There’s an interesting article of research from the Journal of Social Psychology, (Kowalski and McCord) May 2019 that you might find interesting. It’s an on-line survey of people over the age of 30 about what they regretted and what they might have done differently. I’ve taken the core results and put it into positive actions you may want to consider. Given the Covid-19 pandemic, I thought these insights were important.
Take a measure and assess how you might want to make adjustments:
- Relationships – Probably one of the most important aspects to your career and life’s journey is your relationship with others. Relations with others become more important as you move up the organization. If you can get those above you to pull you up, and those below you to push you up the organizational ladder, the faster you’ll move ahead. The most important relationship you will have is the choice of a significant other. The right mate is a precursor to a happy and satisfying life.
- Education – This item usually determines what you do, how far you go, along with financial wealth. Those that find their direction early usually have more time to reach their ultimate goal. Choosing the wrong major/college can hamper your direction, but not the outcome. Complete your education as soon as you can, then add advanced degrees, special certifications, professional designations, and so on.
- Listen to your inner voice rather than what others tell you about the path you should follow. Those that follow their passion usually excel at what they do. You can’t please everyone, but you must please yourself. Professionals who are content and immersed in their work outshine those who are unhappy or dissatisfied.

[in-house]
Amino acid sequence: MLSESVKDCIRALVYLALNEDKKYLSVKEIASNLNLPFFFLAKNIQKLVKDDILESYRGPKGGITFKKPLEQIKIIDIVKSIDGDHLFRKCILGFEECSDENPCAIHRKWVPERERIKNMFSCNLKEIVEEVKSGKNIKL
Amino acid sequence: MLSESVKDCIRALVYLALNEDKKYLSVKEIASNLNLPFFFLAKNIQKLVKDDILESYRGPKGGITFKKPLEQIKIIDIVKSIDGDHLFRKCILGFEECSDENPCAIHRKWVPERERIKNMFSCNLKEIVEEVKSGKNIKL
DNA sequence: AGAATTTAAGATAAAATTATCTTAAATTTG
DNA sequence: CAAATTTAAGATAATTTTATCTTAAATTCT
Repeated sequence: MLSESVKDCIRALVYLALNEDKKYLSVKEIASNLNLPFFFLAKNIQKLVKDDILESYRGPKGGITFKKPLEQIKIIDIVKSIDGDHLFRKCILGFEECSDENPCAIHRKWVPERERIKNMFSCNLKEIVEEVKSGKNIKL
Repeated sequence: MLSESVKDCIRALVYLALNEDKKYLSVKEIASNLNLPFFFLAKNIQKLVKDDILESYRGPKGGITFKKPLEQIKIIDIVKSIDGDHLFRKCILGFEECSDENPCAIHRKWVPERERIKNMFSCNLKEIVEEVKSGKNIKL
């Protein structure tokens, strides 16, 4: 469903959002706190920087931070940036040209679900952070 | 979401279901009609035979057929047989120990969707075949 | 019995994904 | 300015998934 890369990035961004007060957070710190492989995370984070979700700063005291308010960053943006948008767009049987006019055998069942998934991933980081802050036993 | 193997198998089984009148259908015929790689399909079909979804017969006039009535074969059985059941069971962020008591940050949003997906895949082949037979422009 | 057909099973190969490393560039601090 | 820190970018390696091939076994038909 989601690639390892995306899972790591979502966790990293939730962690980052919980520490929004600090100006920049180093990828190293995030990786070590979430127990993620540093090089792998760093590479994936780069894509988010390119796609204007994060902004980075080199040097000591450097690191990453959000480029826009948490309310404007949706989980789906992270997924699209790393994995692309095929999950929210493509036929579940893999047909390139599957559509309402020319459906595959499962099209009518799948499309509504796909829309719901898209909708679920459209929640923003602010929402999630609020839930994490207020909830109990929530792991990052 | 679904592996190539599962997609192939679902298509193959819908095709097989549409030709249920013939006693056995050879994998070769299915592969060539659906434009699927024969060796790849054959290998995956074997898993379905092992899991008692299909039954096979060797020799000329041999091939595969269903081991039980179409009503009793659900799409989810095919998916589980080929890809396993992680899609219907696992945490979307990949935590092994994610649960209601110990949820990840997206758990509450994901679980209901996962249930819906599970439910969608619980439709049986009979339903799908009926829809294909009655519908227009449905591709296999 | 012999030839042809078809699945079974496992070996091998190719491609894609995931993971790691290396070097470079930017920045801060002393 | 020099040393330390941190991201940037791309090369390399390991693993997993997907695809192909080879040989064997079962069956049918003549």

- Balance your time and energy between your life’s work and your life’s loves. Enjoy what’s around you, especially family and friends. Seek out non-work interests, like a hobby, community service, travel, sports and maybe live in different places to experience diverse cultures, locations or even languages.
- Be careful about money. Be more conservative with your finances and save for both the short and long term. Make the assumption you will retire early and plan your finances around it. Buy fewer cars, smaller houses, with less extravagances. Reduce the number of depreciating assets, and increase the number of appreciating assets. Prepare for the unexpected, like Covid-19.
Careers and life never move in a straight line. There are dips and impediments. Optimize the positives and minimize the negatives and you’ll come out a winner. Some mistakes are irreversible, while others can be fixed over time. When you experience a negative, put an action plan in place to reverse the misfortune.
Get over regrets quickly. Don’t look back and say, “I could have, should have….”. Focus on what you need to do next. Careers, as in life, are not on automatic. It takes planning, preparation, and execution. And yes, some luck.
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